Master-Designed, Artisan-Made Since 1977
Renowned Harpist and Composer -
Diana Rowan plays the SweetHarp
“This is a real instrument, not a compromise harp.”
Listen to a recent live recording:
08 Jenny Plucks Pears MP3
Hear & See My Harps on YouTube
As you may know, one of the inherent problems with the new category of “light” harps is that they warp towards the strings over time (see my poster to the left to see what I mean), some so badly as to make them unusable after even a few years.
Part of my success with the SweetHarp design has been to minimize that warping by using several devises. I’ve created a new “region” where the pillar meets the curve (where the rosette is) for example, and a generous, mechanically locking "T" across the front of the pillar. This has allowed me to use "grown up" string lengths and therefore get the great sound and feel the SweetHarp has.
But I've seen that I want to do even more to preclude the harp warping at all (especially in hot, humid climates). I was designing a brace to go on the far side of the curve when I realized that if I were going to do that I might as well go all the way and make the harp center-strung. Based on my success with my Butterfly model I've designed a simple center-stringing for the SweetHarp.
This has also solved several other issues for me. Not only is the harp stronger and more stress-balanced than before, but I can use geared tuners on it all the way up. The tuners I had been using on the SweetHarp were of two types. The bass end used a straight-through geared tuner like on banjos, and the treble end was using a non-geared tuner such as used on ukuleles. The banjo tuners are expensive and heavy, and the ukulele tuners, thought adequate (and perfectly appropriate for the smaller harps), just aren't as cool as the geared tuners.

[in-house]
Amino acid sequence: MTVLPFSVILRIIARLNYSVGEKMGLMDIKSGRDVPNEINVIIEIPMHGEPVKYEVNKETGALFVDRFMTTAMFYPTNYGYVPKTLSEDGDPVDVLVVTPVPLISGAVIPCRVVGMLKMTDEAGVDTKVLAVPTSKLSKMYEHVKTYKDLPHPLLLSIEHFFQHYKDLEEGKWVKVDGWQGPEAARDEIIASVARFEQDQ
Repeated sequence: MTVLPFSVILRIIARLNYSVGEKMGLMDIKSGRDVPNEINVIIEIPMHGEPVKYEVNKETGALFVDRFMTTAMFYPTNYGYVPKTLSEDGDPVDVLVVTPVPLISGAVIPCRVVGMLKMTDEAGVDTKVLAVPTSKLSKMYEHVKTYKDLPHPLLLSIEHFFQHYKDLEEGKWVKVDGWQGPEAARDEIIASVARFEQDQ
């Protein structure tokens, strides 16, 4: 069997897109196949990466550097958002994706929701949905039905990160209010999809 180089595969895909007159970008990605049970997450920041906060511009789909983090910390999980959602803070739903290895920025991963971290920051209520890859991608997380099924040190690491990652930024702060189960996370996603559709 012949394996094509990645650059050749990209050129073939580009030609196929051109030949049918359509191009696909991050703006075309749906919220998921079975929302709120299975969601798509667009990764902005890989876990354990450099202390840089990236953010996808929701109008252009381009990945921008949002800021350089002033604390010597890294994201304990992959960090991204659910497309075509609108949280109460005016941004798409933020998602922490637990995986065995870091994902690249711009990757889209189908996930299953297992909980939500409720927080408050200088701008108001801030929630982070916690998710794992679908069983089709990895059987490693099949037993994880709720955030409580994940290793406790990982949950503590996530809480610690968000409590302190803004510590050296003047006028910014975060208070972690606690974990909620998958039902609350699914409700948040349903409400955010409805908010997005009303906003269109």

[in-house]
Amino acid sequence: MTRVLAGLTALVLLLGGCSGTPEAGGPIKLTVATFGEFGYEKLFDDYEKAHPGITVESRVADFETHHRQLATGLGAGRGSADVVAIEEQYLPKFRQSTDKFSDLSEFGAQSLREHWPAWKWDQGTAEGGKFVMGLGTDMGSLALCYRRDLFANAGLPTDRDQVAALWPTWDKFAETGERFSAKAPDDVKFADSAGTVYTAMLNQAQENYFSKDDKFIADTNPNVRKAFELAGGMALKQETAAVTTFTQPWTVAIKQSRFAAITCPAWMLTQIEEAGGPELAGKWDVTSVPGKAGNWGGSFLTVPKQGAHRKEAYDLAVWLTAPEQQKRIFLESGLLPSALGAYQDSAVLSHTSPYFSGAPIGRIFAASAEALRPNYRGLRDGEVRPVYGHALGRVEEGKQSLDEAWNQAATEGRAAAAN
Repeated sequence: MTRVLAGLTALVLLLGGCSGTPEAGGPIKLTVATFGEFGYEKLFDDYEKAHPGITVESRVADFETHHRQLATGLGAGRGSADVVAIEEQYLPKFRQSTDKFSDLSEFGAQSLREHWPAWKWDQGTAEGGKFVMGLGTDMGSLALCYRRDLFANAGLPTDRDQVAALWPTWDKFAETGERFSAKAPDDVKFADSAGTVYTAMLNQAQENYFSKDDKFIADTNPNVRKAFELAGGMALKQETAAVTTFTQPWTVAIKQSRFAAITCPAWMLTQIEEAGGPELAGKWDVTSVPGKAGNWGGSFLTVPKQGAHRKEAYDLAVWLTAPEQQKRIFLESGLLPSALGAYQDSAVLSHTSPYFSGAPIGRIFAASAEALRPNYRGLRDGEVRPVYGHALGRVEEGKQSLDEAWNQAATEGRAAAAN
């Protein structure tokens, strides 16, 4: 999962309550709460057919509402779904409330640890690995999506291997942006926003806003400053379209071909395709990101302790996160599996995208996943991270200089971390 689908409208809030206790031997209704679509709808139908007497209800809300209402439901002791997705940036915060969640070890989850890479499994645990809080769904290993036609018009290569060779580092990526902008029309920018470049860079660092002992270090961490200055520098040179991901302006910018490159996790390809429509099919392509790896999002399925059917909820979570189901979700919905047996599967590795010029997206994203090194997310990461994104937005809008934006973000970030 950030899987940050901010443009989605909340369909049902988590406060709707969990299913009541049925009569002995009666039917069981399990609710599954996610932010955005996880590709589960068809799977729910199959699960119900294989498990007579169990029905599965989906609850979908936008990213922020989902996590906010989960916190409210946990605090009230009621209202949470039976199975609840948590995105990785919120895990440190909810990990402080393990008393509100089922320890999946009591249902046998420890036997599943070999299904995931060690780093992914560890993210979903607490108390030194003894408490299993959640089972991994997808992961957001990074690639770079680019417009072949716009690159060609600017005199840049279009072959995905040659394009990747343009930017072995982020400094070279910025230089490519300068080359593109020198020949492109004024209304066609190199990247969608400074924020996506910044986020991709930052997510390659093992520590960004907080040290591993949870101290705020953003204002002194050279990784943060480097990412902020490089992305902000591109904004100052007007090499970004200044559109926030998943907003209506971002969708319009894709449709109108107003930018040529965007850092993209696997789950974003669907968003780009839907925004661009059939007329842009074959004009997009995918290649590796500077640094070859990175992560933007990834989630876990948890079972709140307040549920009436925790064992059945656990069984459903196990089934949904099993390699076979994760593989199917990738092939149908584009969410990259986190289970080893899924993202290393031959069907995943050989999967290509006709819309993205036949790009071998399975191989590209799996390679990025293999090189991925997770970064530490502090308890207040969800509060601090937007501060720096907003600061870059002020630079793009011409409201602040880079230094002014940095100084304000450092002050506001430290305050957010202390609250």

By going to the center-stringing, I can use the same tuners as I use on the Butterfly harps. They look good, work great, and are even color-coded to tell you where your Fs and Cs are (knob colors may vary slightly from harp to harp). AND…You can see your tuners and tune on the fly very easily. No more craning your neck to the far side to see which tuner to grab!
This moves the SweetHarp even more into a class of its own. But it does change the look slightly. The curve is slightly narrower and more graceful now in the treble (since I don't have to do the double row of tuners). The tuners now have their knobs peeking above the curve instead of on the far side. That's pretty much the only visual difference. In all other ways the SweetHarp looks exactly the same! There is one more benefit: In their new position, the tuners are less likely to get banged, and possibly broken, in transit (again, on the smaller harps, this is not so much an issue).